Put together the figures Dave gave you: two prosecutions, 13 under
investigation for possible collusion by my special compliance
office. Put that against 266,000 employers paying out credits.
The point about the employer compliance team, and in a way it
also goes back to your questioning of Sir John, is that they are
the frontline professionals with our business support teams in
our dealings with employers. They will cover a whole range of
payroll and other employer related issues.
118. I am of the view, just as with landlords
fiddling housing benefit with their non-existent or collusive
tenants, that there will be employers out there seeking to defraud
the system. I am also of the view that you have decided to run
the employer side of the business with the lightest possible touch,
perhaps because you believe that Ministers or the Government generally
wish that to be the case. It is quite clear in the paragraph we
have just discussed that you failed to collate information on
the electronic databases. I notice in the next sentence that Sir
John says, ". . . there are weaknesses in the Department's
management information" in relation to this matter. I think
your answers are complacent in relation to the employers. I believe
that is what the fraud will be and I believe you have not uncovered
it not because it is not there, but because you decided to approach
the employers with the lightest possible touch.
(Sir Nicholas Montagu) I need to say quite a few things
on that and I need to bring Stephen in. The first is that before
we authorise a payment via the employer we run a check on them.
The second is that, with the greatest of respect, I have evidence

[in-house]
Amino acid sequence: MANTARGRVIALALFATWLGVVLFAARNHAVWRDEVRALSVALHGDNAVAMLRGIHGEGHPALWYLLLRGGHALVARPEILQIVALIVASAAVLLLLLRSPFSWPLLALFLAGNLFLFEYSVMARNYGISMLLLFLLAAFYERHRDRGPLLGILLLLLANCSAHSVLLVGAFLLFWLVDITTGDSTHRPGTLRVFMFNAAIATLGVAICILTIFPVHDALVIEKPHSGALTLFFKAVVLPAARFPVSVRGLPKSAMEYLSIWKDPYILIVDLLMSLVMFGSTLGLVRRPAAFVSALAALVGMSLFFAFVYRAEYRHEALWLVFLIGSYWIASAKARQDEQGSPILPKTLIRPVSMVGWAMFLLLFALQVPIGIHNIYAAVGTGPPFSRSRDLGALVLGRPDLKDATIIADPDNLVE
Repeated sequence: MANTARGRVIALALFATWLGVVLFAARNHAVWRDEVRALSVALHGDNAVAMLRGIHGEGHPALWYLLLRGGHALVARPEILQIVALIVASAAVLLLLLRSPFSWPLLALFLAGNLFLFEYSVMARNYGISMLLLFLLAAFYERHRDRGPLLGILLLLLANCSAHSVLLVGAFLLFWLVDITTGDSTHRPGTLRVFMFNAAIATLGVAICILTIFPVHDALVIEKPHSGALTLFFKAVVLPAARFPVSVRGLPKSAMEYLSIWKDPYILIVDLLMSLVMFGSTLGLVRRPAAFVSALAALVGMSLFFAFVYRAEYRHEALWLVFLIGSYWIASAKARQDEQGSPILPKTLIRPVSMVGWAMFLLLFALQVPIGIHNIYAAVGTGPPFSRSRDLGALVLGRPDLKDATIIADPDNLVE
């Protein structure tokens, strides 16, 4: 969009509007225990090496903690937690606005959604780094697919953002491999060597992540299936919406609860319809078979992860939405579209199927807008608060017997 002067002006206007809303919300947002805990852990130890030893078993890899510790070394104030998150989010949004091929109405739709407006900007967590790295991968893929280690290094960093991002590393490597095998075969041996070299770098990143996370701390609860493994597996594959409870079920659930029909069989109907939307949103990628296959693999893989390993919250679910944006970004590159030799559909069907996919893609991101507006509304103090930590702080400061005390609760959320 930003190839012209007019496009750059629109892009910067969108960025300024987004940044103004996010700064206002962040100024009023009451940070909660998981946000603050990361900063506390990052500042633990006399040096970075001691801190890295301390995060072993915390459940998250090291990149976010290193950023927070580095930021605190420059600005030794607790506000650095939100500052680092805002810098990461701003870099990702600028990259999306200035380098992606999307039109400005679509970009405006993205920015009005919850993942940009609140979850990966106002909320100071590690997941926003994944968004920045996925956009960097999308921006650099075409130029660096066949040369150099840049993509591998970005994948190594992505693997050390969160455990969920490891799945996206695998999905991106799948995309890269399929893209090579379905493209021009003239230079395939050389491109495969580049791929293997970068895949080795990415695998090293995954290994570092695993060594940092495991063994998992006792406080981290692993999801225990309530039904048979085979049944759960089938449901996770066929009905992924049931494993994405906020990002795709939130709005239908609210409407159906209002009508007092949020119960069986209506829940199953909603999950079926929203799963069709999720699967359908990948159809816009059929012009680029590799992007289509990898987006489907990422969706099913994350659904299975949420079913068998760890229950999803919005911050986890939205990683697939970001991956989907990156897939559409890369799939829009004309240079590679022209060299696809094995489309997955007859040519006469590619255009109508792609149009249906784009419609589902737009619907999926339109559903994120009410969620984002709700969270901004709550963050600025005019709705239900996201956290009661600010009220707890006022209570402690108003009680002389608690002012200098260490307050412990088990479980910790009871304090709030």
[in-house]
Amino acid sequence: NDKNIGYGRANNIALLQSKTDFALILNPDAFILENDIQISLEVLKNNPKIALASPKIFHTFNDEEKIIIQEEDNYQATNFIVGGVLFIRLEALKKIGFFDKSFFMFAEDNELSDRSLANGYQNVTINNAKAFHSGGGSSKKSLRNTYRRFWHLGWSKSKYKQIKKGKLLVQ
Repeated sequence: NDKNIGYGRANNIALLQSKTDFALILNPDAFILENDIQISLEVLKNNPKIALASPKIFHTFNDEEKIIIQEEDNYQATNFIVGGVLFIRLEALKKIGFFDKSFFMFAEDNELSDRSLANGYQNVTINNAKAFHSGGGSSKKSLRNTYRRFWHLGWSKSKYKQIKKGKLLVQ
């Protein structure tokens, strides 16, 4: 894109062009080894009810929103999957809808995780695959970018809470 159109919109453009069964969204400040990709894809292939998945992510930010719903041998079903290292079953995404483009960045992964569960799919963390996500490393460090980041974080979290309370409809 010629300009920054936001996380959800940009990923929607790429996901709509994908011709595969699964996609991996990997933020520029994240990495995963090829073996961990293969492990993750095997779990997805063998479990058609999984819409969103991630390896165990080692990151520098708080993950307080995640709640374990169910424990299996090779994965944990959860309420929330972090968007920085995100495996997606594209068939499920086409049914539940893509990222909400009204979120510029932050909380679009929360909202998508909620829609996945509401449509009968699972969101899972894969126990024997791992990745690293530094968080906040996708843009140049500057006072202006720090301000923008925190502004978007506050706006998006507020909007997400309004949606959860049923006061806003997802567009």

for my statement. Stephen has given it to you. When we looked
at 6,800 employers who were paying tax credits, we found 18 cases
where there had been overpayment. That is evidence. What you have
is a hunch that there must be a lot of employers on the fiddle.
We are always trying to improve our risk analysis and our management
information. We are always trying to identify employers at risk,
but we do not really have evidence of large«scale collusion.
I know that you have just been given your yellow card, but perhaps
I could get Stephen to comment and then very briefly Dave, because
Dave led our recent review of links with large business.
(Mr Banyard) Our employer compliance teams are highly
skilled in looking at employers' books and they look at them in
the round. If you are going to find non-compliance in one aspect,
for example credits, you might expect to find it in national minimum
wage or in some other aspects. They do not take a narrow view;
they have a number of mandatory checks which they make across
each of the payments and functions, but they also take a broad
view of the employer as a whole and look at whether the payments
are reasonable, whether the hours look reasonable, whether any
people look odd. They do that. In addition, of the 29,000 visits
they did last year, four per cent of them are mandatory random
visits. Next year we shall have a better reporting system for
them which will enable us to say when credits were looked at and
whether there were problems. We will take a random look across
the population which is statistically significant and we shall
be able to provide some degree of assurance.
119. If possible, could you give us a note about
the structure of this compliance unit and how many people work
on employer compliance and how many work on compliance by individuals?
I have a feeling, and I am afraid your long answersvery
thorough and detailed, so necessarily long answers - have not
really convinced me and set my mind at rest.
(Sir Nicholas Montagu) I do have figures, but in the
interests of time, we shall let you have a note on that.<fu1>
<fo1> Ev 20-21.